This list of films has been curated for a wider audience. You can see the whole program and longer descriptions at sundance.org
Based On Real-Life Events:
Looking back on real-life events can be inspiring, poignant, and impactful. From feeling alive at Woodstock to witnessing the wildfire devastation of Paradise, these films will take you back down memory lane.
Down the road from Woodstock in the early 1970s, a revolution blossomed in a ramshackle summer camp for disabled teenagers, transforming their young lives and igniting a landmark movement.
The true story of Jan Vokes, who decides to breed and rear a racehorse, persuading her neighbors and friends to contribute. The group’s unlikely investment pays off as the horse rises through the ranks and puts them in a race for the national championship.
Mucho Mucho Amor
Once the world’s most famous astrologer, Walter Mercado seeks to resurrect a forgotten legacy. Raised in the sugarcane fields of Puerto Rico, Walter grew up to become a gender-nonconforming, cape-wearing psychic whose televised horoscopes reached 120 million viewers a day for decades before he mysteriously disappeared.
On November 8, 2018, a spark flew in the Sierra Nevada foothills, igniting the most destructive wildfire in California history and decimating the town of Paradise. Unfolding during the year after the fire, this is the story of the Paradise community as they begin to rebuild their lives.
With technology advancing at an alarming rate, it’s important to examine the personal, cultural, and societal impacts that technology has and will continue to have on our everyday lives.
Exploring the fallout of MIT Media Lab researcher Joy Buolamwini’s startling discovery that facial recognition does not see dark-skinned faces accurately and her journey to push for the first-ever legislation in the U.S. to govern against bias in the algorithms that impact us all.
The Social Dilemma
Never before have a handful of tech designers had such control over the way billions of us think, act, and live our lives. Insiders from Google, Twitter, Facebook, Instagram, and YouTube reveal how these platforms are reprogramming civilization by exposing what’s hiding on the other side of your screen.
Finding Your Voice:
It’s no longer unusual for a 16-year-old to win TIME’s Person of the Year because today’s youth are empowered and using their voices to inspire and fight for what they believe in.
Every year, thousands of high schoolers enter the August Wilson Monologue Competition for a chance to perform on Broadway. This film follows these students, examining how Wilson and his characters speak to a new generation, inspiring them to listen to his words and find their own voice.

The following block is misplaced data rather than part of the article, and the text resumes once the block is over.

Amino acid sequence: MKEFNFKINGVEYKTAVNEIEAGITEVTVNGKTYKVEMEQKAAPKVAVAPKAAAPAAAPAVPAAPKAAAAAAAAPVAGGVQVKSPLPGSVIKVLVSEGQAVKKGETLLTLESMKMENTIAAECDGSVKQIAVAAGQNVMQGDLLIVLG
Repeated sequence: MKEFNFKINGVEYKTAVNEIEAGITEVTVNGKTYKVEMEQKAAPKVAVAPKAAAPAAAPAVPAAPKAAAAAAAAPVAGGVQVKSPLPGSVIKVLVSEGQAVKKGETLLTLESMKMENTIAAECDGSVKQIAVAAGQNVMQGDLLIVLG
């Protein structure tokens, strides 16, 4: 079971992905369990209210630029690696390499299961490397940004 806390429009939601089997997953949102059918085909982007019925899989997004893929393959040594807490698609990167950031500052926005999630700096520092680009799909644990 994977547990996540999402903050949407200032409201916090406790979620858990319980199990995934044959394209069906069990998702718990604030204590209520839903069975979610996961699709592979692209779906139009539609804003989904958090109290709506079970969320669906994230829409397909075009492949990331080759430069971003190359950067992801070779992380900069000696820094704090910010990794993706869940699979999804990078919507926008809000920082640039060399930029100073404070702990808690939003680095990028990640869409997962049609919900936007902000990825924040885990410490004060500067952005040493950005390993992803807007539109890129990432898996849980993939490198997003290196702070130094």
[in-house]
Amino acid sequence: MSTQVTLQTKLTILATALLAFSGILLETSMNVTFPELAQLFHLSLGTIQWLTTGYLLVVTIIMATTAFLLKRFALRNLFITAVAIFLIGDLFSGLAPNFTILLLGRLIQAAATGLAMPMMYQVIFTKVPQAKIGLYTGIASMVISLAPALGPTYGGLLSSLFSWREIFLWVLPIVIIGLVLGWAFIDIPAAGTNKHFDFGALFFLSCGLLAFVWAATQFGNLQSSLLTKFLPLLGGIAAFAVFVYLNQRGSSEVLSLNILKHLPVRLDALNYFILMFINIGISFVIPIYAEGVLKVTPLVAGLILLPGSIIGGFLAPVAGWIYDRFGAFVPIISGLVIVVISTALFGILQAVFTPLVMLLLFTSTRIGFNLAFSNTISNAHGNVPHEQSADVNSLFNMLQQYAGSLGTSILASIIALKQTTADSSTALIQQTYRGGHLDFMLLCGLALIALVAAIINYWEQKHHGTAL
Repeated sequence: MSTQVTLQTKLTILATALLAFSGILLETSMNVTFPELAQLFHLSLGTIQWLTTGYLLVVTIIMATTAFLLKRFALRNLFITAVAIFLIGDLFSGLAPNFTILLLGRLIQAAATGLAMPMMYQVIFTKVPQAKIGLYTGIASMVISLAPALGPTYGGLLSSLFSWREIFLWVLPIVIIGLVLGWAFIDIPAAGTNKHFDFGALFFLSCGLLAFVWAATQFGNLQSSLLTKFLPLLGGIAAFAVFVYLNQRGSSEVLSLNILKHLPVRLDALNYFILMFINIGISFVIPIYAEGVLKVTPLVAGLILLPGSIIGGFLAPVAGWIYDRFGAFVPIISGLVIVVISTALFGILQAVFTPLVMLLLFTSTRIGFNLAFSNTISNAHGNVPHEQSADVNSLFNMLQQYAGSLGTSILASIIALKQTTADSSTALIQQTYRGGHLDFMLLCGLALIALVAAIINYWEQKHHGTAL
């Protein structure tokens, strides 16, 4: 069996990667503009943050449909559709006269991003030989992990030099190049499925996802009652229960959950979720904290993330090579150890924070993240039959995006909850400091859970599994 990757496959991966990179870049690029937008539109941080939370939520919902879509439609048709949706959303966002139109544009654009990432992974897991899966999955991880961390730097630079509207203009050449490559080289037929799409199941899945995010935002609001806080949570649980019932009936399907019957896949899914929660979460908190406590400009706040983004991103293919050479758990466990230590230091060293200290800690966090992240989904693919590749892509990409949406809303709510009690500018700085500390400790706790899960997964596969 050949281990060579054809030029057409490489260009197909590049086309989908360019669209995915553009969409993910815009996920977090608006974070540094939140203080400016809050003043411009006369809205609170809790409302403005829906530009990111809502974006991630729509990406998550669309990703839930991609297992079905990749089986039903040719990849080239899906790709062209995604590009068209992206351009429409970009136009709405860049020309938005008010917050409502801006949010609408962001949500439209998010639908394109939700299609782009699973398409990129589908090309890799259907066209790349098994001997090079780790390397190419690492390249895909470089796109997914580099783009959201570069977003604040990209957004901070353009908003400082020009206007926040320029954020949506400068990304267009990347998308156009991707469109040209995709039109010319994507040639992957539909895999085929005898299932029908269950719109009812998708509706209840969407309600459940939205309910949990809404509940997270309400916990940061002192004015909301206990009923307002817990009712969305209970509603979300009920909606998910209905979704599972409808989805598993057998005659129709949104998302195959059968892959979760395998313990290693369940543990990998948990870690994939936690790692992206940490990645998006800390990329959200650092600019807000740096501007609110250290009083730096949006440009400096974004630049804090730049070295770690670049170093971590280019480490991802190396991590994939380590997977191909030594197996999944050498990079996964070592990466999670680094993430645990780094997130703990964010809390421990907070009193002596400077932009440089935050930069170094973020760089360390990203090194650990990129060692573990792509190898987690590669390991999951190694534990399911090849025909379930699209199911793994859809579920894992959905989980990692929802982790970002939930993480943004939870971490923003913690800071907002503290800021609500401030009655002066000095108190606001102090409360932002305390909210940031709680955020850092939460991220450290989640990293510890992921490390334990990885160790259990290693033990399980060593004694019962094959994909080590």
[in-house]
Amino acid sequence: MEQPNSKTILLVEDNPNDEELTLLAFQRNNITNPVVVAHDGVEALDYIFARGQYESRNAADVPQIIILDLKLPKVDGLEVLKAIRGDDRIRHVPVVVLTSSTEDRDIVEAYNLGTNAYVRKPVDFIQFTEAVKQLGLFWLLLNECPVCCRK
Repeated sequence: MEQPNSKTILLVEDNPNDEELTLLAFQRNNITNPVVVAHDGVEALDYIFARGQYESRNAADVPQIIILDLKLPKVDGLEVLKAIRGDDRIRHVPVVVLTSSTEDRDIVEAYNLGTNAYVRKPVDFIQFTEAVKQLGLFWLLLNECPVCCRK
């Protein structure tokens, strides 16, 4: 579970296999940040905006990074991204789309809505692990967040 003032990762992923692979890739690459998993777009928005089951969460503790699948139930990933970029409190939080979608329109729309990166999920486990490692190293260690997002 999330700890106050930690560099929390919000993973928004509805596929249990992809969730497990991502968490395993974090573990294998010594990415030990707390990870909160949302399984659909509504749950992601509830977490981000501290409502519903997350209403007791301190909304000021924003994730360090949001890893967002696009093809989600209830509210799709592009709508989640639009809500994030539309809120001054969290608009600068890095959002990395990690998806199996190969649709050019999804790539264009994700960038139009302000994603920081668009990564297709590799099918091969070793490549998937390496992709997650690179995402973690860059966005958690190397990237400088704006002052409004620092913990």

In an unusual experiment, one thousand 17-year-old boys from Texas join together to build a representative government from the ground up.
In Someone Else’s Shoes:
Put yourself in the shoes of someone else and experience their struggles, fights, aspirations, and ambitions.
Inside the ACLU, a team of scrappy lawyers battle Trump’s historic assault on civil liberties. As the president separates families, blocks abortion access, expels transgender soldiers, and rolls back voting rights, these gutsy attorneys struggle to stop an unpredictable adversary with unlimited resources.
The Killing of Two Lovers
David desperately tries to keep his family of six together during a separation from his wife. They both agree to see other people, but David struggles to grapple with his wife’s new relationship. Filmed in Kanosh, Utah.
In a house distant from the reality we know, a reclusive man interviews prospective candidates— personifications of human souls—for the privilege that he once had: to be born. Filmed in and around Salt Lake City and the Bonneville Salt Flats, Utah.
The Perfect Candidate
A determined young Saudi doctor’s surprise run for office in the local city elections sweeps up her family and community as they struggle to accept their town’s first female candidate (Arabic with English subtitles).
The Reason I Jump
Based on the book by Naoki Higashida, this immersive film explores the experiences of nonspeaking autistic people around the world.
About the Utah Film Commission
As a part of the Governor’s Office of Economic Development, the Utah Film Commission markets the entire state as a destination for film, television and commercial production by promoting the use of professional local crew & talent, support services, Utah locations and the Motion Picture Incentive Program. The office also serves as liaison to the film industry, facilitating production needs across the state.
Over 1,400 motion pictures have been filmed in Utah, including Butch Cassidy & The Sundance Kid, Thelma and Louise, and 127 Hours, to list a few. Many episodic series have also filmed in Utah, such as Touched by an Angel, Andi Mack and Westworld.
For more information, visit film.utah.gov.